Project Budgeting Best Practices for the Professional Services Industry


  • Operating within budget is a litmus test for successful projects.
  • Project budgets are not just financial exercises. They are tools to ensure the optimal mix of resources and time to achieve slated business outcomes.
  • When budgets are built on dynamic models, project variables such as resources, time, cost or work breakdown structure can be modeled to compare tradeoffs or respond to changing conditions.
Johnny Grow Revenue Growth Consulting

The right project-based budgeting method will directly impact project quality and profitability. Here are four project budgeting best practices that we routinely use in our professional services projects.


Link Cost and Value

Most professional service budgets simply sum resource time and costs. Cost is important but it's not why the client kicked off the project. A professional service budgeting best practice is to focus on the project drivers.

Driver-based budgeting identifies and measures the factors that most influence the desired results. That will include hours and fees, and also project success as measured by the realization of slated business outcomes. If your budget is only a financial estimate and detached from the measurement of specific project objectives, you risk succeeding with the budget and failing with the client.

Project objectives are generally financial measures (i.e., increase revenues or decrease costs) but may include non-financial metrics (i.e., increase customer satisfaction or staff productivity). These non-financial metrics can be captured as statistical accounts in the budget. When your budget focuses on the ends and not just the means, you can model or manipulate the means to find more efficient routes to the targets.

When the resource-to-results links are established, the budget evolves from a cost schedule to a performance-based framework that can be analyzed and modeled to ensure that resources are allocated to the steps that drive the business outcomes. Simply allocating resources and fees, without creating a direct link among cost and outcomes disconnects cost and value.


Simplify and Streamline

When the budgeting process is overly complex and time-consuming staff will look for shortcuts or perform what they feel are the minimum steps to complete. This digression shifts the goal from producing an accurate budget to minimizing laborious work. A budgeting best practice is to simplify the budgeting process as much as possible while still achieving the clearly stated end goal.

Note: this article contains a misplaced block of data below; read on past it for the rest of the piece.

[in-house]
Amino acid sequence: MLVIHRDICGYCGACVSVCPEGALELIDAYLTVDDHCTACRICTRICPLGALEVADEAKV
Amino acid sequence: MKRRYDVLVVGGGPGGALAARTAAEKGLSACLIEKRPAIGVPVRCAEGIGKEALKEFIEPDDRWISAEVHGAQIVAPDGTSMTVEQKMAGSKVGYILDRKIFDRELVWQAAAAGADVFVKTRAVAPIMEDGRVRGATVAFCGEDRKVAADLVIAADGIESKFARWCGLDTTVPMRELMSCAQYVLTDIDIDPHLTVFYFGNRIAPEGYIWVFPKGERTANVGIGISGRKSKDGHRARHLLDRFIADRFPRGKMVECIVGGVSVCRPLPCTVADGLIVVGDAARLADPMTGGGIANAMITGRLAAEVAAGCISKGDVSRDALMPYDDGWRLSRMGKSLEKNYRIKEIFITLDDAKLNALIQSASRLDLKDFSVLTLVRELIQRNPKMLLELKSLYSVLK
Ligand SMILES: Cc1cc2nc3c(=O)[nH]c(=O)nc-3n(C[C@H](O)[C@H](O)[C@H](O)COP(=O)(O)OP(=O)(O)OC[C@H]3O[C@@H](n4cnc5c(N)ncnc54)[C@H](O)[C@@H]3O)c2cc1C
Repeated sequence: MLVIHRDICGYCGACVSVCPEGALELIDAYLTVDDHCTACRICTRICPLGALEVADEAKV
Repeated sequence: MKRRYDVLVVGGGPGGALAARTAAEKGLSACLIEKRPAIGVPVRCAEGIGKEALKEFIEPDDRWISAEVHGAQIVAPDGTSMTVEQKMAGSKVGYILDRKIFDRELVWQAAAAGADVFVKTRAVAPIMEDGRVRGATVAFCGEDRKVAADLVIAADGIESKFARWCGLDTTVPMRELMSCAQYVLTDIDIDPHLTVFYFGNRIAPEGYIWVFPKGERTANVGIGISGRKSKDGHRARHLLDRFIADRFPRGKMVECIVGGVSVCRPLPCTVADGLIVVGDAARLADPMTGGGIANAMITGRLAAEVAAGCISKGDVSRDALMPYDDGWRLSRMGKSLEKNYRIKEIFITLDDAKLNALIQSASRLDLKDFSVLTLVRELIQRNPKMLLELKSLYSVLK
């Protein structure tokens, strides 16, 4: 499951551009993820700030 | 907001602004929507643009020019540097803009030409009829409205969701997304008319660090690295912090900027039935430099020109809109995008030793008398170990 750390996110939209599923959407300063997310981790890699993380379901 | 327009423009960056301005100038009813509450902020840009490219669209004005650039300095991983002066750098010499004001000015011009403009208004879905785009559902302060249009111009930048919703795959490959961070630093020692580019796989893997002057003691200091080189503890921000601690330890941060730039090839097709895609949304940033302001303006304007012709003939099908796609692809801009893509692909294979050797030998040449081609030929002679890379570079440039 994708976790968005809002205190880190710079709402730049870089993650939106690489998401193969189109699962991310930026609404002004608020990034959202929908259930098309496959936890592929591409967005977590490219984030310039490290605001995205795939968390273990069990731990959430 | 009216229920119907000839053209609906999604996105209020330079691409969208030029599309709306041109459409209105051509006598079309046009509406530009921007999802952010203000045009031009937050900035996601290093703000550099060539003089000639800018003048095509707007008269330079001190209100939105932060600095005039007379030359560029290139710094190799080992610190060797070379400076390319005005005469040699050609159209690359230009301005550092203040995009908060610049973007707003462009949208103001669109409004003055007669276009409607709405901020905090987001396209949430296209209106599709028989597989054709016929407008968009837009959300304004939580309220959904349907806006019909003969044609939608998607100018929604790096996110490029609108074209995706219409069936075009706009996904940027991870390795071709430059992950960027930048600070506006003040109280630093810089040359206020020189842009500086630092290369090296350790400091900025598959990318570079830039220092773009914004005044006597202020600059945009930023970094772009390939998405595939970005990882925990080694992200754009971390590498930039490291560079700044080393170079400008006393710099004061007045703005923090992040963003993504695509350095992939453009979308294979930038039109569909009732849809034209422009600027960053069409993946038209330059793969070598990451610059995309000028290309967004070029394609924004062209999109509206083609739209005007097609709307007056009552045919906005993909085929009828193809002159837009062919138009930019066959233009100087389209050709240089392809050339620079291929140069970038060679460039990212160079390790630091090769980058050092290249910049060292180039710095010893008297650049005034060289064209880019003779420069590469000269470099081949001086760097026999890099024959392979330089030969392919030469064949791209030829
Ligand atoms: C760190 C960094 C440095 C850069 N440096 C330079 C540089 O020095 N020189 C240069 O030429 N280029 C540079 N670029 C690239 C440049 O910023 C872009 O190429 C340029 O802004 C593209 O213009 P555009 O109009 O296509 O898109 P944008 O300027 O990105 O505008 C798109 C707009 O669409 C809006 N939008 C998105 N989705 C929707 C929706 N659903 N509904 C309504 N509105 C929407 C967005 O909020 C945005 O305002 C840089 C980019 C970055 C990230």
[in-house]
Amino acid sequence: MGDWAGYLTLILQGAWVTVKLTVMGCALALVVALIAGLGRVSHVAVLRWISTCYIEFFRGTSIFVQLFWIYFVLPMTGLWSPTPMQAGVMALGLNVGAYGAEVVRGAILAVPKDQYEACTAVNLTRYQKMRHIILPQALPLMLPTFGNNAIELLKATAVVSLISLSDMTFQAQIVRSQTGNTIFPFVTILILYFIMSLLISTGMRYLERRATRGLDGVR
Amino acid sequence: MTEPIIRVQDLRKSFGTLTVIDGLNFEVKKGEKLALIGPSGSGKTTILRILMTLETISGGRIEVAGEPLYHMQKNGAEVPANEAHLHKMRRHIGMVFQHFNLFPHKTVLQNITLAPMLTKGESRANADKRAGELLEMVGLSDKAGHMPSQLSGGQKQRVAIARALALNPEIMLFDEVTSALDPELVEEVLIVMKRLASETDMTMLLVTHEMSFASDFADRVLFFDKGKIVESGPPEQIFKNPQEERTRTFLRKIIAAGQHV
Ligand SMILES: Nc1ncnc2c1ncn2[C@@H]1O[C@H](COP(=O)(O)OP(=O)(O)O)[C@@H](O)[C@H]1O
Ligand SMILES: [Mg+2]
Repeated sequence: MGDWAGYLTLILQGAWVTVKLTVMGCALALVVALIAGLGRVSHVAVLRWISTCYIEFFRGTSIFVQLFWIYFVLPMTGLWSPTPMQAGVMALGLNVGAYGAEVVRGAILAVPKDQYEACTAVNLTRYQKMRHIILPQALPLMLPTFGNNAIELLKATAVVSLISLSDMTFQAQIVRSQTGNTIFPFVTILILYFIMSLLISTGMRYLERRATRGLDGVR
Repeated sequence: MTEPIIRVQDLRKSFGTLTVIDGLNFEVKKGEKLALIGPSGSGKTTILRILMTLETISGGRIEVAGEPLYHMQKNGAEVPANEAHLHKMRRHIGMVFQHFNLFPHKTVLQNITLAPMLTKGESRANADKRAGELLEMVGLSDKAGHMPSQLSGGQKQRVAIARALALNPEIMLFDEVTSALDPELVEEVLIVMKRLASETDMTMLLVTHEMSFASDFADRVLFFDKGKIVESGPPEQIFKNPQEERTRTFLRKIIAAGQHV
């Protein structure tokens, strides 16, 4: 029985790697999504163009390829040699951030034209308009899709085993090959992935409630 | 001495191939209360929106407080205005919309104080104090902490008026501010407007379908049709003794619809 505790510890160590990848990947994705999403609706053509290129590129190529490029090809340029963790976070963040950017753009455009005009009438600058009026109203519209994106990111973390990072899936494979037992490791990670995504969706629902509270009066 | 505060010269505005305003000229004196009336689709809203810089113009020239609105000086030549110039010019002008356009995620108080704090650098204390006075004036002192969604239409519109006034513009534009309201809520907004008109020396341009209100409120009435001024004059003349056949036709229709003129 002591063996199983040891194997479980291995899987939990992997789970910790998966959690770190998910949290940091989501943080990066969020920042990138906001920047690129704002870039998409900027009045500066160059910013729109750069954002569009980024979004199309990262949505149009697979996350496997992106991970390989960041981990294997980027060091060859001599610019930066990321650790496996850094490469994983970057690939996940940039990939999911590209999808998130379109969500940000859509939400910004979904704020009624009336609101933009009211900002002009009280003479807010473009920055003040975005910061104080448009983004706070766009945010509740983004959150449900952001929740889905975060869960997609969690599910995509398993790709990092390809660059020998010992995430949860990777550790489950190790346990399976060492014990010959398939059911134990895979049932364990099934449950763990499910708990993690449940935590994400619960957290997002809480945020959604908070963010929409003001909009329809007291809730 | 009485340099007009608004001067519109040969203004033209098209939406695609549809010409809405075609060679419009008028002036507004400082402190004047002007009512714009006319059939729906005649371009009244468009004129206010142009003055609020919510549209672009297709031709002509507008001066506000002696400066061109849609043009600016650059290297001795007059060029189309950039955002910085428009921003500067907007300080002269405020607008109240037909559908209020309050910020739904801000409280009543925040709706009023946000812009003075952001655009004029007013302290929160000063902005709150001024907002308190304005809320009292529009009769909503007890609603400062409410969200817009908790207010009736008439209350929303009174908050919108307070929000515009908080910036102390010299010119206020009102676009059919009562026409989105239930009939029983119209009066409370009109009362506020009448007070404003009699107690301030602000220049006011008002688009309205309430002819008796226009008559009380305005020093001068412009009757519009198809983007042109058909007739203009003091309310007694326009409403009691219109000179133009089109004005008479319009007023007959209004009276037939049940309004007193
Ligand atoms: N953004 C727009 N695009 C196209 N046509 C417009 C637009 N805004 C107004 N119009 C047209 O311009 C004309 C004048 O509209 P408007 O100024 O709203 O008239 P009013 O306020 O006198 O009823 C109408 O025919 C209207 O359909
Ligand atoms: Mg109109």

Simplicity starts with aligning on the purpose and value of the budget process. If the purpose of the budgeting process is to complete the process, without a clear vision to use the budget as a tool to improve project performance, then budgeting is an administrative exercise and the budget is a tool with minimal value. Understanding how budgets can be used to drive project visibility, predictability and performance is the first step to budget creation.

Complaints with the current budgeting process are prime sources for initial remediation and simplification. If project managers or team members lament that the budgeting process is too time consuming, too manual, requires too many iterations or serves conflicting goals you have identified challenges to resolve.

The next step is to eliminate budget tasks or details that don't contribute value. Agile value stream mapping is a tool for this purpose. This technique reviews the budgeting steps and calculates process efficiency. Even better it identifies bottlenecks and non-value-added steps.

Agile Value Stream Mapping

The one thing that's better than making steps more efficient is eliminating steps that don't add value. One caution point here is that many people doing this for the first time apply an uneven focus toward budget efficiency. Effectiveness and efficiency are complimentary but distinct. Becoming highly efficient in low value or non-essential budget tasks does not improve the budget. However, when effectiveness and efficiency are pursued in concert, budget process time can be reallocated from low to high value actions.